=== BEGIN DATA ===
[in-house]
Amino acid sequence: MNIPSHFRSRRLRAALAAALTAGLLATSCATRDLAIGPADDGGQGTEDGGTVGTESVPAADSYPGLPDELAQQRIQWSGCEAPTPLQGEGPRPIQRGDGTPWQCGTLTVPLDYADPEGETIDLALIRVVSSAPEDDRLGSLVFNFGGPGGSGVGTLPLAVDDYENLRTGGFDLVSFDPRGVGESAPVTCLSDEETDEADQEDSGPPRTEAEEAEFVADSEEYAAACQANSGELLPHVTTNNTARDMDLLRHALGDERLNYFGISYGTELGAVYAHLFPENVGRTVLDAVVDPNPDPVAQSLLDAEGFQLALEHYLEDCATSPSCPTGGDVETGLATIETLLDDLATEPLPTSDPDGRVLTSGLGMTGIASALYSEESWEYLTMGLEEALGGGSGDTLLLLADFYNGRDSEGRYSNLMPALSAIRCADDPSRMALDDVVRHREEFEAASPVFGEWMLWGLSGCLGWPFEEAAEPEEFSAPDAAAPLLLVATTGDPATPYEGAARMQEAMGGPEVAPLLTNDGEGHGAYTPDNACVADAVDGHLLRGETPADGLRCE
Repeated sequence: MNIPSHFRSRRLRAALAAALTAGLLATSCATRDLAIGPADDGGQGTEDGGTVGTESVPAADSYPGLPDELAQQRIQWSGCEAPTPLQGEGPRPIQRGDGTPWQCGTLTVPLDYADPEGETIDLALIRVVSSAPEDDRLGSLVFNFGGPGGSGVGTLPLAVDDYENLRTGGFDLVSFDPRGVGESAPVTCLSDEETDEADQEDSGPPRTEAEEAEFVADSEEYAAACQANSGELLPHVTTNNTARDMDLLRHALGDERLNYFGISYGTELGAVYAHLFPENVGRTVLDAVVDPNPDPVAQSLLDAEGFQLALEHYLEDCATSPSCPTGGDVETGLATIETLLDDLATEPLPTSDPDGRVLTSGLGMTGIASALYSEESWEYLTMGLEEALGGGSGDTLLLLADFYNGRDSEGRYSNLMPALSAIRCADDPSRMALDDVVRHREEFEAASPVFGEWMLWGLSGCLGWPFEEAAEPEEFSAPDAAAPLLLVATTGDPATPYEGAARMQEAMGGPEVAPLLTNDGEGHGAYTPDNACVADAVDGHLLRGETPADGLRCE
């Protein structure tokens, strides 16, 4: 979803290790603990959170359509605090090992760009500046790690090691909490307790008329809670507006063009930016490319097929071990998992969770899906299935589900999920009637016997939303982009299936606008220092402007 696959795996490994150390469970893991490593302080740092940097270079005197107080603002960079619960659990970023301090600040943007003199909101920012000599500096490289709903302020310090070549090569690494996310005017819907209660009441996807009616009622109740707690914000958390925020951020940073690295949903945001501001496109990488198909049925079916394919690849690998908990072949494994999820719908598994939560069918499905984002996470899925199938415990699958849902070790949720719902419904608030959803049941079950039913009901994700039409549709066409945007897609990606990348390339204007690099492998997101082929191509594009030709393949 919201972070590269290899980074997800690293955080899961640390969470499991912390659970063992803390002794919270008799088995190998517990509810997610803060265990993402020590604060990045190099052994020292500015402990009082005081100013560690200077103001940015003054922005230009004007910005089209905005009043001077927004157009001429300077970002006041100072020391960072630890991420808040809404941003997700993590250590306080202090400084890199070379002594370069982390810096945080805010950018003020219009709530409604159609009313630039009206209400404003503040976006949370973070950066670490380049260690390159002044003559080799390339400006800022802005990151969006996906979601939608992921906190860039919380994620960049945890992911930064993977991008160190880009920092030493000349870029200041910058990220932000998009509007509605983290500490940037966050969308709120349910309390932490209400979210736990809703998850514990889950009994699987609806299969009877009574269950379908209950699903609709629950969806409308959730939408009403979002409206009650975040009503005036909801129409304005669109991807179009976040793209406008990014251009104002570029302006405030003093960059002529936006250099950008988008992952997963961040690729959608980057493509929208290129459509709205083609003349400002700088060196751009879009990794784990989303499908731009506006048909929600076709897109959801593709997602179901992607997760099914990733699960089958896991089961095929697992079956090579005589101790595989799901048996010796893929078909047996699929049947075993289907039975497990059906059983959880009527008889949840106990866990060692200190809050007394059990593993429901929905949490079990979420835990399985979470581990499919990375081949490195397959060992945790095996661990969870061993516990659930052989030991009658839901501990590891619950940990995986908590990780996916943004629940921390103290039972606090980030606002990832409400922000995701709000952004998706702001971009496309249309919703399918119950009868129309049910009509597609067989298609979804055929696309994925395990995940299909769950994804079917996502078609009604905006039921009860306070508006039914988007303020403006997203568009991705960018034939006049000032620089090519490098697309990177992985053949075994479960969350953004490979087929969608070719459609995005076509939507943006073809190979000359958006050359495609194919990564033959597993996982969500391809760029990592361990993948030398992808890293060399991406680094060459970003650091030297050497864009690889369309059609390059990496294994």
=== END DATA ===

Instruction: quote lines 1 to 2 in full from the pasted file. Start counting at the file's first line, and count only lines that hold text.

[in-house]
Amino acid sequence: MNIPSHFRSRRLRAALAAALTAGLLATSCATRDLAIGPADDGGQGTEDGGTVGTESVPAADSYPGLPDELAQQRIQWSGCEAPTPLQGEGPRPIQRGDGTPWQCGTLTVPLDYADPEGETIDLALIRVVSSAPEDDRLGSLVFNFGGPGGSGVGTLPLAVDDYENLRTGGFDLVSFDPRGVGESAPVTCLSDEETDEADQEDSGPPRTEAEEAEFVADSEEYAAACQANSGELLPHVTTNNTARDMDLLRHALGDERLNYFGISYGTELGAVYAHLFPENVGRTVLDAVVDPNPDPVAQSLLDAEGFQLALEHYLEDCATSPSCPTGGDVETGLATIETLLDDLATEPLPTSDPDGRVLTSGLGMTGIASALYSEESWEYLTMGLEEALGGGSGDTLLLLADFYNGRDSEGRYSNLMPALSAIRCADDPSRMALDDVVRHREEFEAASPVFGEWMLWGLSGCLGWPFEEAAEPEEFSAPDAAAPLLLVATTGDPATPYEGAARMQEAMGGPEVAPLLTNDGEGHGAYTPDNACVADAVDGHLLRGETPADGLRCE